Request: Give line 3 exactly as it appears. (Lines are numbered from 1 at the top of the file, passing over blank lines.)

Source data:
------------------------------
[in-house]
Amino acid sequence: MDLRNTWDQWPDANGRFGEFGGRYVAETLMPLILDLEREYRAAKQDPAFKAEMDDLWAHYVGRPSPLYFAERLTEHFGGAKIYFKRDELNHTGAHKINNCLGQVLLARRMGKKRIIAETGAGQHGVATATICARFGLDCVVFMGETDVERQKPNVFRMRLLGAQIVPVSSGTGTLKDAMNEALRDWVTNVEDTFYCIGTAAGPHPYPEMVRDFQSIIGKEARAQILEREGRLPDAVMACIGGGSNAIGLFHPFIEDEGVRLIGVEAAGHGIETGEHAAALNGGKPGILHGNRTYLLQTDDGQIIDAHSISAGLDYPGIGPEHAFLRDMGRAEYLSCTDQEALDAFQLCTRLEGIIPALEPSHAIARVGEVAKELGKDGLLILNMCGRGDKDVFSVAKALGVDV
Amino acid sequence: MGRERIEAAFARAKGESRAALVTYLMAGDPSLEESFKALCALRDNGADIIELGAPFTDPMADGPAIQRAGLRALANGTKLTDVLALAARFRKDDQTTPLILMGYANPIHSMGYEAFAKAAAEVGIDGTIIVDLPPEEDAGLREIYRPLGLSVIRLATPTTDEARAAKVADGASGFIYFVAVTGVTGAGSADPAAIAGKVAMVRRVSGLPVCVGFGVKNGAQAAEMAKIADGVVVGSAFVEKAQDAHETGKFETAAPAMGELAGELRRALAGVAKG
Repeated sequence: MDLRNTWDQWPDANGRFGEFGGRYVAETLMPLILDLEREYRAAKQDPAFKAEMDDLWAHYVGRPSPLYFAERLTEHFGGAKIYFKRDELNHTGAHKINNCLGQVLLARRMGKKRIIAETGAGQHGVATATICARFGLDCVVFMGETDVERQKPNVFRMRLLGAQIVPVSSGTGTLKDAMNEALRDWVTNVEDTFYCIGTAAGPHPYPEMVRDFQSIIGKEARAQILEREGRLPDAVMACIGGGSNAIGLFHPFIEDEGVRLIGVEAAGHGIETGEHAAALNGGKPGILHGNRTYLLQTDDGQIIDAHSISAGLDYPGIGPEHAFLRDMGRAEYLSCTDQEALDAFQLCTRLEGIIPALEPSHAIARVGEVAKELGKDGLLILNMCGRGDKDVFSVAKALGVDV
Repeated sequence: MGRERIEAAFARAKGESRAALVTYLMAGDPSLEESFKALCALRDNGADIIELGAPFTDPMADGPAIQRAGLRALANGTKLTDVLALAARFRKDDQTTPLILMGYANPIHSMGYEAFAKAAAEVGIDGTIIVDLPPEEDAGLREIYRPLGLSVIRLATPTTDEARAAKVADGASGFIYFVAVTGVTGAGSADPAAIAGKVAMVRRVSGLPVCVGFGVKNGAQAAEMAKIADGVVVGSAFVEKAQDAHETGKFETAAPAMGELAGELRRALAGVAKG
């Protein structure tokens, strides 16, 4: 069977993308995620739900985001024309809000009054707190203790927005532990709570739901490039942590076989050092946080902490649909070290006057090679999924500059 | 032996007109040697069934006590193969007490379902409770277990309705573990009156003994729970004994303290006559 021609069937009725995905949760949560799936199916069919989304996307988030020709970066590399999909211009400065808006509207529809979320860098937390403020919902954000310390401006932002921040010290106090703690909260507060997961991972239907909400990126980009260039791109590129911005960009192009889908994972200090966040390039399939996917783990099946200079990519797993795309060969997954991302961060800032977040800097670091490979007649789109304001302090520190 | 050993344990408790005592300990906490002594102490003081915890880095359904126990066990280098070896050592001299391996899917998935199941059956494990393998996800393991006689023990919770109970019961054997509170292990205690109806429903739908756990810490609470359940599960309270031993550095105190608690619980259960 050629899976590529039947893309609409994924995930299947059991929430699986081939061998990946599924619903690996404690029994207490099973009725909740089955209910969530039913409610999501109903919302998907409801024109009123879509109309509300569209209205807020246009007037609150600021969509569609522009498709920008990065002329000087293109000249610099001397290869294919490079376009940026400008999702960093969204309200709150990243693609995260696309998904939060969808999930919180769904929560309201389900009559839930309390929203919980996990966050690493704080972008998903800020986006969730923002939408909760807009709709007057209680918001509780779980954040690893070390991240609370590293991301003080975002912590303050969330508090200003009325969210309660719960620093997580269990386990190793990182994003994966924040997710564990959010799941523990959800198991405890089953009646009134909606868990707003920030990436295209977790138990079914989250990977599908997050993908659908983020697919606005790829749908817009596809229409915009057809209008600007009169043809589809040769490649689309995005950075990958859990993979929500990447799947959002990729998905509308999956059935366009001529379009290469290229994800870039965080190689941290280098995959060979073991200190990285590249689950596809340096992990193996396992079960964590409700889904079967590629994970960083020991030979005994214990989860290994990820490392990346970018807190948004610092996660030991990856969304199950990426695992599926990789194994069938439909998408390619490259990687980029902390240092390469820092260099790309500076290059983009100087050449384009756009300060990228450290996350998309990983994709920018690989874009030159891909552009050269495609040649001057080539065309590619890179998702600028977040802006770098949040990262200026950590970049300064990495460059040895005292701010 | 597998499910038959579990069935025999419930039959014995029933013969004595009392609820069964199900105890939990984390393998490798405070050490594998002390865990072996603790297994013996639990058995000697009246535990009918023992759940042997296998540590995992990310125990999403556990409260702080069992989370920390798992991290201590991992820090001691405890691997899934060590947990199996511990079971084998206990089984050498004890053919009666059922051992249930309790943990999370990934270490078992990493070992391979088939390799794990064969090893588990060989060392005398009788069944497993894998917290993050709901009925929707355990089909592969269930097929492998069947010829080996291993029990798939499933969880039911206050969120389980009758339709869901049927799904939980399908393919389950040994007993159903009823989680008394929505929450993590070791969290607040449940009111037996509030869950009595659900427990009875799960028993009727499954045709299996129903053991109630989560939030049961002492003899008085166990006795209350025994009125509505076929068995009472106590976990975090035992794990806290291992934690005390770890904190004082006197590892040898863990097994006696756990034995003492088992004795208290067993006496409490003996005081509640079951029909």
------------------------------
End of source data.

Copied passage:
Amino acid sequence: MGRERIEAAFARAKGESRAALVTYLMAGDPSLEESFKALCALRDNGADIIELGAPFTDPMADGPAIQRAGLRALANGTKLTDVLALAARFRKDDQTTPLILMGYANPIHSMGYEAFAKAAAEVGIDGTIIVDLPPEEDAGLREIYRPLGLSVIRLATPTTDEARAAKVADGASGFIYFVAVTGVTGAGSADPAAIAGKVAMVRRVSGLPVCVGFGVKNGAQAAEMAKIADGVVVGSAFVEKAQDAHETGKFETAAPAMGELAGELRRALAGVAKG